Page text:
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My understanding of socialism is that it is a form of government that controls economic enterprise so that all members of society receive at least minimal output regardless of how much they put into the system. Communism as I understand it is a similar governmental system but each member theoretically shares equally in the collective enterprise. I think that akannan makes an excellent point that socialism can be a complementary aspect of a capitalistic democracy. Pure capitalism would result in survival of the economic fittest; most people would not be able to stomach watching children of lazy or incapable parents starve and suffer from diseases that vaccination could have prevented. Those who would be disturbed by this would not necessarily be willing to contribute enough to church and private efforts to mitigate suffering.
There might be some validity to your beliefs. However, I will throw out the other side. There is a compelling argument to be made that the tenets of socialism actually serve to strengthen capitalism, raising acute awareness of its flaws. The idea of seeking to redress the disparities in capitalism is a very persuasive one. While capitalism may be the only game in town, that does not mean that its flaws should go unnoticed. Socialism's strength might not be in its actual execution, but rather in its analysis of capitalism and where its weaknesses lie. In this light, socialism can only serve to make capitalism, already proven to be malleable and possessing a great deal of plasticity, stronger and more responsive to the needs of individuals.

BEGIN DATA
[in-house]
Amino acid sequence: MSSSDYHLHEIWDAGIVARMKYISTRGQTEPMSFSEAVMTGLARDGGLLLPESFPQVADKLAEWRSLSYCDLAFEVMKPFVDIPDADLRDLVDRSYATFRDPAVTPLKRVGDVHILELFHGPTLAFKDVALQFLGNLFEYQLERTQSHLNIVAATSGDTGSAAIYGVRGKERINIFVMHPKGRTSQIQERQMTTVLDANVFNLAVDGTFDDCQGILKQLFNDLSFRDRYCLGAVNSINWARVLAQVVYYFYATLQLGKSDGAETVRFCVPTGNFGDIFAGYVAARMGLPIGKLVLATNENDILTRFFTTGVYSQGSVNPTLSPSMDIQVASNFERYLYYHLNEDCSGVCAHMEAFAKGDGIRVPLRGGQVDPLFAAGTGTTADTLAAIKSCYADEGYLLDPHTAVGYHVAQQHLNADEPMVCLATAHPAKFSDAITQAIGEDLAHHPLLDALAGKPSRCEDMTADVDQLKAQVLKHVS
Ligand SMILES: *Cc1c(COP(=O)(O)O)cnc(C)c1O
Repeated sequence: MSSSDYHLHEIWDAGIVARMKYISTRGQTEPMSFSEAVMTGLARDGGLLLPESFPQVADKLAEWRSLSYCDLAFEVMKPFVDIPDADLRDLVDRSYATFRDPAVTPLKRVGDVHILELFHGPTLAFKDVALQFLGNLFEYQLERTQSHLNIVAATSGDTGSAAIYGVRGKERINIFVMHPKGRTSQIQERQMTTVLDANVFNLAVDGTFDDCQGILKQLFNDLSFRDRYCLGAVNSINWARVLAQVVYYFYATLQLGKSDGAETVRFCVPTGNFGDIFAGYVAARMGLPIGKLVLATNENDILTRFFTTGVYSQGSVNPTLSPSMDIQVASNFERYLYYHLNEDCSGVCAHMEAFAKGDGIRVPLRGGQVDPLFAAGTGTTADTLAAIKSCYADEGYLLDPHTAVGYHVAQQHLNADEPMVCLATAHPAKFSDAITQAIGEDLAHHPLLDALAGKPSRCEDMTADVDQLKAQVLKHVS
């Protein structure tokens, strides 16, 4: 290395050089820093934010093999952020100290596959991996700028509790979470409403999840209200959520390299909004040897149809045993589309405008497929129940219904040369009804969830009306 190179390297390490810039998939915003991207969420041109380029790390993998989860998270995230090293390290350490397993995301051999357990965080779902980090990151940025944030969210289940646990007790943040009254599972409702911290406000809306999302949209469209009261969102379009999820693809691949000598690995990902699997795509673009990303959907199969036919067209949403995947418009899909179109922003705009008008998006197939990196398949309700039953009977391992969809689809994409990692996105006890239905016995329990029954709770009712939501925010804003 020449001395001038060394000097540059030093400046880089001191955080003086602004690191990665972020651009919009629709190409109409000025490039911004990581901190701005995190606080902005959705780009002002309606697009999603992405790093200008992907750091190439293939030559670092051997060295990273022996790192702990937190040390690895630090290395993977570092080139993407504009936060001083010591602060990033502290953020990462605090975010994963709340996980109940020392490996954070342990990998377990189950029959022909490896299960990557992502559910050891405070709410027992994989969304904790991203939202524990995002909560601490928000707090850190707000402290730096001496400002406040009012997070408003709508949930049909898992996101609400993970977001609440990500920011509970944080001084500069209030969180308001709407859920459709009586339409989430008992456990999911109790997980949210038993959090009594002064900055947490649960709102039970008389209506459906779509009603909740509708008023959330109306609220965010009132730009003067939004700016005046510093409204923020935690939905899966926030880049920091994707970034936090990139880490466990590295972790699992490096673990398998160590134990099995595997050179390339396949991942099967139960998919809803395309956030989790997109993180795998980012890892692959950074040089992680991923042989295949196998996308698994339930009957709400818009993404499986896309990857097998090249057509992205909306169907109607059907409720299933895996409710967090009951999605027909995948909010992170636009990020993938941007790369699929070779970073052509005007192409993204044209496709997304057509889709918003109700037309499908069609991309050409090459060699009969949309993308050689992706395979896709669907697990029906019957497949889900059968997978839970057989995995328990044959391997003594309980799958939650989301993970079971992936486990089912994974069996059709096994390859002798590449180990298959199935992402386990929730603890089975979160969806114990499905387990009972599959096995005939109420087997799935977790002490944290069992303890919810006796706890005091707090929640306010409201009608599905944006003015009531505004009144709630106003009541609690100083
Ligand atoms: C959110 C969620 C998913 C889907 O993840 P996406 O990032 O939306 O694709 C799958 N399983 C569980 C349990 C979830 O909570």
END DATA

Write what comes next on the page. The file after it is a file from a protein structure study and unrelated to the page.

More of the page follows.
Pure socialism and pure capitalism are two extreme system of governance of economies and nations. Socialism is based on the principle that all the means of productions should be owned and managed collectively by all the people. Capitalism, on the other hand, supports that means of production should be owned and operated by individuals. Each individual should own a part of the resources, and manage these resources. As per the concept of "invisible hand" first proposed by Adam Smith in his book Wealth of Nations, Each person pursuing his selfish motives, mysteriously, leads to the achievement of the whole economy or the society. In terms of the underlying theoretical underpinnings, both socialism and capitalism are excellent concepts. However, a problem with both the concept is that they do not, and can not, exist in reality in their pure and absolute form, and in their not so absolute form both can be bad. Thus the best system of governance is a proper combination of the two. Just as need proper combination of proteins, carbohydrates, fats and vitamins in our diet, we need need proper combination of socialism and capitalism. Just as it is not proper to call one component of food better than the other, it is not proper to either of socialism or capitalism better than the other.
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